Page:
Negative interest rates in Japan and Europe have played a major role in market volatility this year, hitting banks’ profitability and signaling central bank failure to spark inflation to prescribed targets. Falling commodity prices have added to concerns over deflation.
“Strikingly, the slide on stock markets steepened exactly when interest rates were pushed noticeably into negative territory,” Donay wrote in a recent research note.
However, investor fears are contradicted by economic fundamentals, which he said “have shown little sign of turning for the worse”.
Therefore, Donay believes if at least one of three broad shifts start to occur, it would encourage a more balanced view of economic fundamentals and trigger a sustainable rally:
- Oil prices stabilising around $45-$50 per barrel, which should promote inflation and ease default risks for energy companies. “But daily production needs to fall by around 1.5 million barrels to rebalance supply and demand, which will take several months,” Donay said.
- The second concerns negative interest rates. Developed-economy central banks would need to reverse monetary policy, which would include bringing European Central Bank and Bank of Japan short-term interest rates back into positive territory. But he calls this unlikely in the near term.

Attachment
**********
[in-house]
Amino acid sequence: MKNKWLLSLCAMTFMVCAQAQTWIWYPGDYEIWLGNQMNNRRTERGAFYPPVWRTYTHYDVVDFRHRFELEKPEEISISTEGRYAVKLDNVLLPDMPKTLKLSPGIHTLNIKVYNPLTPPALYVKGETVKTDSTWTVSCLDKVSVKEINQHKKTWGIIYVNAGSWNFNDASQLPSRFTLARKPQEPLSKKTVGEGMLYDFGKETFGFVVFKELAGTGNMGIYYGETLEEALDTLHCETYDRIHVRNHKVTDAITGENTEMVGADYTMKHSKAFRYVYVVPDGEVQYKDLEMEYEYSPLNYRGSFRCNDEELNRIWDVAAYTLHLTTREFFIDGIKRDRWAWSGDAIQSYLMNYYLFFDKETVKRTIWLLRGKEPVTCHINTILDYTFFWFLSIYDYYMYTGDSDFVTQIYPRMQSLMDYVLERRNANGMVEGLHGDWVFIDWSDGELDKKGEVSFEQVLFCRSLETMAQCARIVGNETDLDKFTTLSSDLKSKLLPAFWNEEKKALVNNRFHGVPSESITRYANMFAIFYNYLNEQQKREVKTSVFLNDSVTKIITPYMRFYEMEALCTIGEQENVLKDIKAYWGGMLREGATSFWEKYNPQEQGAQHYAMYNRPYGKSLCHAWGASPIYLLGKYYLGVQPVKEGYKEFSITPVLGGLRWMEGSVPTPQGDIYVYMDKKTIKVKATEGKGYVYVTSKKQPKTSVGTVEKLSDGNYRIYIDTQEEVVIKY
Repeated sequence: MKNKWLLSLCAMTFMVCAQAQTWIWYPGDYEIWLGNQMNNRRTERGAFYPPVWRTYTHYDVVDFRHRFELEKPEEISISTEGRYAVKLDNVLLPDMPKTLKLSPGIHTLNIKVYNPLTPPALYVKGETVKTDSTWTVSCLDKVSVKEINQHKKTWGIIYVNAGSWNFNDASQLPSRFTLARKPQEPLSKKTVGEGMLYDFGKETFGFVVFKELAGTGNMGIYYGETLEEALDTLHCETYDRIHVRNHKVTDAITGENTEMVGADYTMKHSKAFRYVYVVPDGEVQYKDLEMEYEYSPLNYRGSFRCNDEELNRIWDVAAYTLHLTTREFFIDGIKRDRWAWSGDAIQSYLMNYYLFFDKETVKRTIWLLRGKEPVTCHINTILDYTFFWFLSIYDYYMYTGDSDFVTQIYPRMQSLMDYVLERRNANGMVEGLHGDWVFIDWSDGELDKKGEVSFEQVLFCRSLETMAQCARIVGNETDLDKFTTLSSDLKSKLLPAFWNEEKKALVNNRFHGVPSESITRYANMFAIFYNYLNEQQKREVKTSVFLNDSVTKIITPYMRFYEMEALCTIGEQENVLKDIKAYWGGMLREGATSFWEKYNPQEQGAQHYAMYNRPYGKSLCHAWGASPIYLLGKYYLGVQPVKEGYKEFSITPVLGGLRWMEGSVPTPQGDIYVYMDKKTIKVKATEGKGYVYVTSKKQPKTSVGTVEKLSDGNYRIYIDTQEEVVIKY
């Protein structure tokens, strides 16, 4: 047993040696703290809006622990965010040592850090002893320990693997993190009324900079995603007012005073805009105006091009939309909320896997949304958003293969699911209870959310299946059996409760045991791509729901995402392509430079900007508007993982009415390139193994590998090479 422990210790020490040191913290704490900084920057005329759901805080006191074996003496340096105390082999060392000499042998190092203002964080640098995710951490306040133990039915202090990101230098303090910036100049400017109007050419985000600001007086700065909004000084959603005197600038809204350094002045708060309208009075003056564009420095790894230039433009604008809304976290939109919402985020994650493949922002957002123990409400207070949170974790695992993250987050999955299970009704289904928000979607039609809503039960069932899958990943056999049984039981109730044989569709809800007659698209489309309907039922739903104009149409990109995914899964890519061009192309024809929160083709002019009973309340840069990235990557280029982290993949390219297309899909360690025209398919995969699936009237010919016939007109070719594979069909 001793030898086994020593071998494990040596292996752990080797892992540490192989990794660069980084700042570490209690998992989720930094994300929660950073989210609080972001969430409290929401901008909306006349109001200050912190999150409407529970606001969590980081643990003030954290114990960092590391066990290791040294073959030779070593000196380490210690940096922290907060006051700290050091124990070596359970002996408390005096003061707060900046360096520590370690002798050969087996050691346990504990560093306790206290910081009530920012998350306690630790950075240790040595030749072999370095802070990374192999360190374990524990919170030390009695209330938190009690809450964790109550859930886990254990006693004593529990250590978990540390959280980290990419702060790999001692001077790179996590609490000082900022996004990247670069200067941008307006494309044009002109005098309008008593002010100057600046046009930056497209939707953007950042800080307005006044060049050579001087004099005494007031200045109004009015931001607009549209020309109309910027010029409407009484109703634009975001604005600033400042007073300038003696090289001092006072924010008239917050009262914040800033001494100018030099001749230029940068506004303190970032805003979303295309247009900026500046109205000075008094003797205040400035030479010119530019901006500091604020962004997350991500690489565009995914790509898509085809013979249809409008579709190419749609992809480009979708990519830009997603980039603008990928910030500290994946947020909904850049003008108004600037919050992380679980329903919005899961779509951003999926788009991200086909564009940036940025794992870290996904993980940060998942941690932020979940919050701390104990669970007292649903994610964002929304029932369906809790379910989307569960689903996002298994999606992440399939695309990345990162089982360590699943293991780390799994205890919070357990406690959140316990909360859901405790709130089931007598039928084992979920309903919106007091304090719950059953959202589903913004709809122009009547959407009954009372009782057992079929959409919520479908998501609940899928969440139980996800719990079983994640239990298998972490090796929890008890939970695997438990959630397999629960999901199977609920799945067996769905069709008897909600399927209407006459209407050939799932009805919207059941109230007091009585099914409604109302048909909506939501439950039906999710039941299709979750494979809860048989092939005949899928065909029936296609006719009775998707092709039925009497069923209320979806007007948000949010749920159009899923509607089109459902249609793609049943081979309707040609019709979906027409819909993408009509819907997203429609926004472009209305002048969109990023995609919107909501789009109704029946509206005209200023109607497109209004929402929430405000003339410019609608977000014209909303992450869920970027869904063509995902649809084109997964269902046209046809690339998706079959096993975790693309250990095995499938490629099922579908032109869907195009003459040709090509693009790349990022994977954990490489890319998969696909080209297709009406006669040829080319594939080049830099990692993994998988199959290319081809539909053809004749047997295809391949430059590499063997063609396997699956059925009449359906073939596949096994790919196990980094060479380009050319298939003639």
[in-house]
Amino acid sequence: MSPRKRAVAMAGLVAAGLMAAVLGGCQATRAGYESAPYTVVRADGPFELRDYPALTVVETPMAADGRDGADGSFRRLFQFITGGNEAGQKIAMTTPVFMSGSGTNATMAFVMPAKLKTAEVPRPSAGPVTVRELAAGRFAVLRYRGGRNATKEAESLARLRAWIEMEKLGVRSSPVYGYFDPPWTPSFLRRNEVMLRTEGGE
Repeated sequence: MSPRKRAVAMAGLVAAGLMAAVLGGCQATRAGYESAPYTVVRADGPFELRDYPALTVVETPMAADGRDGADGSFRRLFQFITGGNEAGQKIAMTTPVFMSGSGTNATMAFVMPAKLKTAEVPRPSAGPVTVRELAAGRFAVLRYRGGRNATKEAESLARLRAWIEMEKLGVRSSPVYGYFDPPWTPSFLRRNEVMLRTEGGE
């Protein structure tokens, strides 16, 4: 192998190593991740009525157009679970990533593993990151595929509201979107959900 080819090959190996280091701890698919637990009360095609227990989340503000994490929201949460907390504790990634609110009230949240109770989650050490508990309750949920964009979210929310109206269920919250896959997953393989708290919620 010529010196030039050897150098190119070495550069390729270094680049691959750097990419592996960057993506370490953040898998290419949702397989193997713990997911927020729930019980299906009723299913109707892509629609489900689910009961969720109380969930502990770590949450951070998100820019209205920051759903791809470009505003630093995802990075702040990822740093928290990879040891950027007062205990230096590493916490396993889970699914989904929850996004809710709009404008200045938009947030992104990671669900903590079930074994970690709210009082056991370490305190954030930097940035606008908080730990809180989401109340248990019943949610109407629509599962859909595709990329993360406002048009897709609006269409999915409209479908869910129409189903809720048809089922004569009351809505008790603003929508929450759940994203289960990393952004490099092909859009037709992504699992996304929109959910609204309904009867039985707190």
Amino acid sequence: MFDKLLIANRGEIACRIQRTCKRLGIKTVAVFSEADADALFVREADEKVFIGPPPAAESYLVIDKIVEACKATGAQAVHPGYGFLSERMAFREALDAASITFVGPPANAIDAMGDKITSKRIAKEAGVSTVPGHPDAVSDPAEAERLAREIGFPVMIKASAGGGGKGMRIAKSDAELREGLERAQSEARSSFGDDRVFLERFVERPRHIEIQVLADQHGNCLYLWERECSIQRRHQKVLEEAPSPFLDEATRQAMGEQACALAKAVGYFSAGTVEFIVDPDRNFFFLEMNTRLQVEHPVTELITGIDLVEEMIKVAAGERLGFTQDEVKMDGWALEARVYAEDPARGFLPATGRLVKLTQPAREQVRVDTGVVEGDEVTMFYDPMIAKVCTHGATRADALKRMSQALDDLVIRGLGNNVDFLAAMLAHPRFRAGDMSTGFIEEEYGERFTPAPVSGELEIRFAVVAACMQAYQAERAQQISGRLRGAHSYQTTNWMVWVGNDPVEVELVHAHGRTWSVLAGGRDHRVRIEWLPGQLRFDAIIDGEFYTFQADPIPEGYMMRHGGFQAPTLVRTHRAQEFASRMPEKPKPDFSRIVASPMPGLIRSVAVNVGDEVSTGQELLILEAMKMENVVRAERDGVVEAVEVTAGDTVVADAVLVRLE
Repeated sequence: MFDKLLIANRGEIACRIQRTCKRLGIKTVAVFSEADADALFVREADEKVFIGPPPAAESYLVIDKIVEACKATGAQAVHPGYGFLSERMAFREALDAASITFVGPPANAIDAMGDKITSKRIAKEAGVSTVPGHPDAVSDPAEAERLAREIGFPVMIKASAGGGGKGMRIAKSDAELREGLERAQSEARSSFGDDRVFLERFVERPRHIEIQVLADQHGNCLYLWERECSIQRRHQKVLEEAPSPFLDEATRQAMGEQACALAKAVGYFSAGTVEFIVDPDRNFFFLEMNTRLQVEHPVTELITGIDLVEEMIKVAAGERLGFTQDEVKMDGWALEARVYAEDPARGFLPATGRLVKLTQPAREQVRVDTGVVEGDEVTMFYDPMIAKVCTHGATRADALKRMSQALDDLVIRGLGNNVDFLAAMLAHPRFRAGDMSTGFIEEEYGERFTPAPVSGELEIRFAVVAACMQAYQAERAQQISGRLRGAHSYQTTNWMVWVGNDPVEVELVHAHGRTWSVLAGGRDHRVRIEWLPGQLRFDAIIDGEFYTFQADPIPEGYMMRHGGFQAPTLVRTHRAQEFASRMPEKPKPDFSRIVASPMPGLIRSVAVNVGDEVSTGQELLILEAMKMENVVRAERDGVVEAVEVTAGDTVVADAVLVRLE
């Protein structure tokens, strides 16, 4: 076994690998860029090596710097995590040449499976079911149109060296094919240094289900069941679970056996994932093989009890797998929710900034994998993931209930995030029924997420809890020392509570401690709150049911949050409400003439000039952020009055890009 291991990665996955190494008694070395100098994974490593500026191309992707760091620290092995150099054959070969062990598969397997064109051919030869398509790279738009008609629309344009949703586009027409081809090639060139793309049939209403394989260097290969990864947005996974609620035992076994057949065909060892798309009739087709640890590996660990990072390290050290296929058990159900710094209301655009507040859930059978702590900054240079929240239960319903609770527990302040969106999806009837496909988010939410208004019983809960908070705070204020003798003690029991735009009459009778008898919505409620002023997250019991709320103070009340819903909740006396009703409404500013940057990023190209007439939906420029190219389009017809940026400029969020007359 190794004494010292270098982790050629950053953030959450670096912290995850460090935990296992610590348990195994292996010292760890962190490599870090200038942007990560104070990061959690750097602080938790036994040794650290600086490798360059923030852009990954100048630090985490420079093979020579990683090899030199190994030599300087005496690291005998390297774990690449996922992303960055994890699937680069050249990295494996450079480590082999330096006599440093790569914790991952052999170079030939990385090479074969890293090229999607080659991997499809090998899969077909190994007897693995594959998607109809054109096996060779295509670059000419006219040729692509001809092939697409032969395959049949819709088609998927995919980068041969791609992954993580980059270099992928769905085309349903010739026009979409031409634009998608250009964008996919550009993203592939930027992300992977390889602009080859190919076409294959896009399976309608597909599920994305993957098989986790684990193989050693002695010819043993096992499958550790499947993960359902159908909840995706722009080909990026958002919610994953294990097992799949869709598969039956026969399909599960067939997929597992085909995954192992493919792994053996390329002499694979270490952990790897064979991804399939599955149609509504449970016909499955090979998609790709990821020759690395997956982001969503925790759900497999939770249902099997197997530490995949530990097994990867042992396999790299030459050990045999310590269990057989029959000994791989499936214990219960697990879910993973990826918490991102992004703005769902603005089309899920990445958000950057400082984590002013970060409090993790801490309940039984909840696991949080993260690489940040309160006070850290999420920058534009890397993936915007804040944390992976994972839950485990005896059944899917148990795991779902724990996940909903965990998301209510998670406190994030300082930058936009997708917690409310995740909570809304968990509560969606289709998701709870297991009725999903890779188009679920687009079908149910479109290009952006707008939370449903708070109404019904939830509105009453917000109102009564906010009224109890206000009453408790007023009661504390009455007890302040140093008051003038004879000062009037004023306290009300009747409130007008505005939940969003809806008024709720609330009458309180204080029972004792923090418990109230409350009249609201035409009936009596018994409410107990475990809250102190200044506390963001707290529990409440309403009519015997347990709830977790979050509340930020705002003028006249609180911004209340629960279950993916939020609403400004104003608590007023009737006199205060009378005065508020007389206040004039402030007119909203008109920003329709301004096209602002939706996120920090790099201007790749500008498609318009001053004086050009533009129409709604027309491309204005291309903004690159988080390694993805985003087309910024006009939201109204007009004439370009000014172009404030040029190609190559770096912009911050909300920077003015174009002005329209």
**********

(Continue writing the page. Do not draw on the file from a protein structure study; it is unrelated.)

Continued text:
- International cooperation to drive “a strong new policy mix, including a fiscal component, to dispel deflationary pressures in the developed world”. However, he pointed out that no major initiatives resulted from the recent G-20 meeting last month.
“In the absence of these fundamental changes, rebounds on equity markets are still possible — such as over the past week — but are likely to prove weak and short-lived,” Donay wrote.
The ECB’s monetary policy meeting on March 10th will be closely watched as authorities could push interest rates down further into negative territory, to -0.5% by June, he believes.
"Nevertheless, other [ECB] measures such as extension of its asset purchases, for instance to corporate bonds, could help to reassure markets, at least temporarily.”